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Biden to unveil plan for next pandemic while seeking $88 billion in funds

U.S. President Joe Biden speaks at the White House in Washington, D.C., on June 7, 2022. (Yuri Gripas/Abaca Press/TNS)

The Biden administration is preparing a new defense strategy against pandemics and other biological threats that applies lessons from COVID-19 and puts the White House at the center of any future US response.

Research suggests there’s a 50-50 chance of another COVID-like pandemic — or one that is more deadly — over the next 25 years, according to a senior administration official who spoke under the condition of anonymity as the strategy isn’t yet public, and the administration’s plan is the result of more than a year of work by U.S. national security and public health experts to improve the nation’s framework for preparedness, response and recovery.

As soon as this month, the administration is expected to release a National Biodefense Strategy that will outline its approach to facing biological threats to humans, animals, environments and crops, according to people familiar with the matter. The plan, along with $88.2 billion in funding the president is seeking, would shift how the government handles pandemic preparedness by more clearly describing responsibilities, goals and deadlines — an attempt to avoid the confusion and agency infighting that plagued the U.S. pandemic response.

“The bottom line is that we know what it takes to prevent and essentially take outbreaks off the table as a threat to society,” said Andrew Hebbeler, the White House Office of Science and Technology Policy’s principal assistant director for health and life science, who has been involved in developing the strategy. “This is probably the most focused plan to date that aims to do that.”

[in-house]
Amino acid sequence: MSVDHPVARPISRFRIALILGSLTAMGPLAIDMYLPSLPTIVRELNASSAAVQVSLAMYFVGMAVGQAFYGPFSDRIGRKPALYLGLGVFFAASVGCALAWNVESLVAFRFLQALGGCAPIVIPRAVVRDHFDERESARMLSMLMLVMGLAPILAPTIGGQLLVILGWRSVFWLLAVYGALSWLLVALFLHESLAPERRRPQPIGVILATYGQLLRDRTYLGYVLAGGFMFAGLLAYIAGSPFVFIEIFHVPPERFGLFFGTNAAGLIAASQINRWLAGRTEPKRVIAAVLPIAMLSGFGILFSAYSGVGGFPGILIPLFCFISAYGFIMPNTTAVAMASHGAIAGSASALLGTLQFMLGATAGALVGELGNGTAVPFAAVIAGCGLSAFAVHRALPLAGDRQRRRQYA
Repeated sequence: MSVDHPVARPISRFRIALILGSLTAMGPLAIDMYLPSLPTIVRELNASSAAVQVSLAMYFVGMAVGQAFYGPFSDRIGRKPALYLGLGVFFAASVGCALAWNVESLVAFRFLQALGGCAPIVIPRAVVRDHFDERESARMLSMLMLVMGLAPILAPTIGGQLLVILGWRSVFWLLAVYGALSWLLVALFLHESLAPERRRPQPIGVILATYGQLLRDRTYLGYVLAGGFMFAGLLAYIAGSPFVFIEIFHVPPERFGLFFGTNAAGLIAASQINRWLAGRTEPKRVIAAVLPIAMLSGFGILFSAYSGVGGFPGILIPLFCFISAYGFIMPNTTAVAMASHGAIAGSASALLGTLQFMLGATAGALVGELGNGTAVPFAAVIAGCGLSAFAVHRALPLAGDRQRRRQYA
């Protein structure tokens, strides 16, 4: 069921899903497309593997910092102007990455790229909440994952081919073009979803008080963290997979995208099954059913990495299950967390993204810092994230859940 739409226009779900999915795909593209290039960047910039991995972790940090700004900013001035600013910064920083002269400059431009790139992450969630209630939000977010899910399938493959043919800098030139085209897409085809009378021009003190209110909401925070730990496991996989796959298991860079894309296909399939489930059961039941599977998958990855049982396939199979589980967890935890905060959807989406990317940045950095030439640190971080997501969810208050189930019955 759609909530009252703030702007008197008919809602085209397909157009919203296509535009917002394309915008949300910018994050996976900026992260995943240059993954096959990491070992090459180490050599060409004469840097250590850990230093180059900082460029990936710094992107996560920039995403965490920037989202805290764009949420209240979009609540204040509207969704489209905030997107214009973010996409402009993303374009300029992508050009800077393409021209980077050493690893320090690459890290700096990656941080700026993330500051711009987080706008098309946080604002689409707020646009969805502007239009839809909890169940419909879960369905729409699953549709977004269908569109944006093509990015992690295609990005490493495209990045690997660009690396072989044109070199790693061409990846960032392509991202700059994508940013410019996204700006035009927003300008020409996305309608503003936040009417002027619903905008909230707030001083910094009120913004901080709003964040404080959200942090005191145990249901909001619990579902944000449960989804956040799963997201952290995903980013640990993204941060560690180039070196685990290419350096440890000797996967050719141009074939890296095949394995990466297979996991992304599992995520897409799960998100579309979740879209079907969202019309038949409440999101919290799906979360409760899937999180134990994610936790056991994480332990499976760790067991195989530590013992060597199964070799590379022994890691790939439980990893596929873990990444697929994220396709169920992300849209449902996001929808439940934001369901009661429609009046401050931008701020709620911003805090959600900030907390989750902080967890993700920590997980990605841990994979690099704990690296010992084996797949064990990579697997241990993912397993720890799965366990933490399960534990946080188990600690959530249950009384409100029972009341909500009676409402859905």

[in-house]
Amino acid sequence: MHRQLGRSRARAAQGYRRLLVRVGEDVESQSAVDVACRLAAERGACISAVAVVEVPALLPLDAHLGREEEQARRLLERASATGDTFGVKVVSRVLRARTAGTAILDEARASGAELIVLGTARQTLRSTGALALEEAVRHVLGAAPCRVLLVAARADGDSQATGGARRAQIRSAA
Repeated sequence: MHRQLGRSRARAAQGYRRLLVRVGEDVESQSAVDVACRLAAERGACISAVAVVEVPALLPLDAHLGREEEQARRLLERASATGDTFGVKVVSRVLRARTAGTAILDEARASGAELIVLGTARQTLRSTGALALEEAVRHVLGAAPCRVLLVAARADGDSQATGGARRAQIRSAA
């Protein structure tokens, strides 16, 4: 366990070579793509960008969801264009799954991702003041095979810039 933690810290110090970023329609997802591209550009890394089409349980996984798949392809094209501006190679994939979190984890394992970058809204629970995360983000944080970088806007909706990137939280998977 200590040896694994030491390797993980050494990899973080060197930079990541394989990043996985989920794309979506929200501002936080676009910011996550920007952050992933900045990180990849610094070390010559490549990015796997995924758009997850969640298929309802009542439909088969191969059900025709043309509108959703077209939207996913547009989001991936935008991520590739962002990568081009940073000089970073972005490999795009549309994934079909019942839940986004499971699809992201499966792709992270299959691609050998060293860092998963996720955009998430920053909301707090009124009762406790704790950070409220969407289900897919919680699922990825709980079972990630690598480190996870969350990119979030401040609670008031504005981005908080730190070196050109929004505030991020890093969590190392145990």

But people familiar with the new strategy have concerns that the lengthy, jargon-filled document won’t strengthen U.S. biodefense unless the government invests tens of billions of dollars to back its ideas.

The new National Biodefense Strategy builds on Biden’s previously released American Pandemic Preparedness Plan and his request in the 2023 budget for $88.2 billion in mandatory funding for biodefense purposes, which, if approved by Congress, would be made available over five years. The ideas communicated in those documents will be the backbone of the forthcoming report, according to the people.

From Bill Clinton to Joe Biden, the five most recent U.S. presidents have all weighed in on how to prepare for health crises caused by infectious disease and biowarfare. Interest surged during the George W. Bush administration, when the Sept. 11 attacks were closely followed by potentially deadly anthrax sent through the mail to public figures, leading to a focus on potential threats such as smallpox and investment in public health efforts.

The past two decades have spurred many documents that outline steps to take in the wake of a deadly pathogen: invest in vaccines and treatments, develop tests, build tools to detect and predict its spread, deploy personal protective equipment. Yet when COVID-19 hit, the US government was woefully unprepared and slow to respond. One of the key problems this new report is trying to address is the lack of clear leadership that hindered a quick response in the earliest days of the pandemic.